Also, this is the time where you have the best chance to do some testing. Segment your list. Try 3 messages per week vs 2 messages per week and compare results.   You are trying to maximize your ROI for this year and learn for the future. The peak season is a great time to run statistically significant tests.

Testing ideas:
Try an A/B/A test. Break your list into three parts. Depending on your list size this could be 33%, 33%, 33% or 10%, 10%, 80%.  Test an offer on two of the parts and roll the winner to the remainder. This allows you to optimize your offers for more than half of your audience.

Abandoned Cart Emails

Do you have them in place?  There are incremental sales to be had here at no additional cost. Peak season is the time when you have the most abandons. If you don’t have abandoned cart emails in place there is no quicker route to ROI than to implement them now.

Likewise, Product Reviews and Review request emails. The holiday season is the time for you to get a good volume of these to build up the quantity of reviews on your site. Wouldn’t it be nice to have an abundance of fresh content for search engines and site visitors in Q1 2012?

 

Shopping Engines

 

Just make a point to revisit your feeds and tweak your listings before Thanksgiving.  Make sure your listed products are up to date and in stock.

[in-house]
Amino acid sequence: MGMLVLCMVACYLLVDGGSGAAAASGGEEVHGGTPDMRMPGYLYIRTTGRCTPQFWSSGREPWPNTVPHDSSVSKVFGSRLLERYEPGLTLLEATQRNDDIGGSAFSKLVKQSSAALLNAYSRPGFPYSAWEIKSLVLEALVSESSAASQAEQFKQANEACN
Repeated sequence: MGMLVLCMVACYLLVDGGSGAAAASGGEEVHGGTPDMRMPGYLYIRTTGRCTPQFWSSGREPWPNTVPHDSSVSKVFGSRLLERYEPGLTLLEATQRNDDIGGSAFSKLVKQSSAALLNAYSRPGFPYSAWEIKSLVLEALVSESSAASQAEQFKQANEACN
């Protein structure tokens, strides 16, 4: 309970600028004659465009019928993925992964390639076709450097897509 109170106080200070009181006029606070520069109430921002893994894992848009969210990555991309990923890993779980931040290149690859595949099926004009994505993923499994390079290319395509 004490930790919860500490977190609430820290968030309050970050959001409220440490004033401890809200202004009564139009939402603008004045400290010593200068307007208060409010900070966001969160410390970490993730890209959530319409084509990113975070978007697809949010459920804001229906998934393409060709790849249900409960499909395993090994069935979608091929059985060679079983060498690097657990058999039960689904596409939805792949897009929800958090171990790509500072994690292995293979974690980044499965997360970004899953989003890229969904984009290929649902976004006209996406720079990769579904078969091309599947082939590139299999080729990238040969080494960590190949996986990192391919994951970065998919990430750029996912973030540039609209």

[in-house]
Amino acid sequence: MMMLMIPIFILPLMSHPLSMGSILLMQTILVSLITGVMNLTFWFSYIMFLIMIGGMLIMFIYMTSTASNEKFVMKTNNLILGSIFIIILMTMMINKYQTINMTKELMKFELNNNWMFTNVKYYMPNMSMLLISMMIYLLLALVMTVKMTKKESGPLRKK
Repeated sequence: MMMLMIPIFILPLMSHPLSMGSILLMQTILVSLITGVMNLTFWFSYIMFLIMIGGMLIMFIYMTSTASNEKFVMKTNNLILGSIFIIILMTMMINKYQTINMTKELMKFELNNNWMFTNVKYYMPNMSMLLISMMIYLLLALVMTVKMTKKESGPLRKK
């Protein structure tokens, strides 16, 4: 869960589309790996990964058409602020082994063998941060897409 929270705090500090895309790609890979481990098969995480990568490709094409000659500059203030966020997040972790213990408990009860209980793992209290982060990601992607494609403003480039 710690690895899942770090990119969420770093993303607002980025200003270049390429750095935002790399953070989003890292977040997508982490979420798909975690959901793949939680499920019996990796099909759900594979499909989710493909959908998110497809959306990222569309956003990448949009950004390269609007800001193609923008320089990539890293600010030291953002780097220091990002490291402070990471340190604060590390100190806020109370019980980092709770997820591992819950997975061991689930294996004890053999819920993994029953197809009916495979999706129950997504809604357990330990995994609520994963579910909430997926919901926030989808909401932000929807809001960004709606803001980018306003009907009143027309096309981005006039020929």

Your Webstore

 

Freshen up your category list. Does it make sense to make a “Gifts” category or “Holiday” category? Consider some seasonal “Hero Images” for your homepage or category pages. If you don’t have any, there still might be time. Circle the wagons and schedule a photo shoot.

 

SEO

 

Not much to talk about here.   SEO is not something you can change quickly.  Hopefully the peak season is the time when you can reap the benefits from your natural listings (and the work you’ve done to make your site search friendly, fresh and content rich all year).

Godspeed!

Adwords Position Reporting

It’s no secret that those paid search ads at the top of google search results get the most attention and the most clicks. Eye-tracking heatmap studies have long identified this “golden triangle” as the area where online shoppers focus.

If you’ve ever wondered just how big a difference there is between and average AdWords position in the top yellow box (typically 1-3) or down right side (usually 4 or more), now you can find out.  The new segmenting option in AdWords allows you quantify just how big a difference placement can make. Top vs. Side stats can be readily accessed inside AdWords:

Select the Campaign, Ad groups, Ads or Keywords tab
Click the Segment button in the toolbar above your data
Select Top vs. side from the drop-down – you’ll see the results in rows beneath each of your ads.

New position reporting in Adwords

We’ve seen top ad placement clickthrough rates over 10 times greater than right side placements. Suddenly, that slightly higher bid seems a lot more appealing, doesn’t it? It’s certainly worth examining your data, and looking at ways to optimize your bidding and take advantage of top placements. With a significant lift in clickthroughs, those higher bids may pay for themselves before you know it.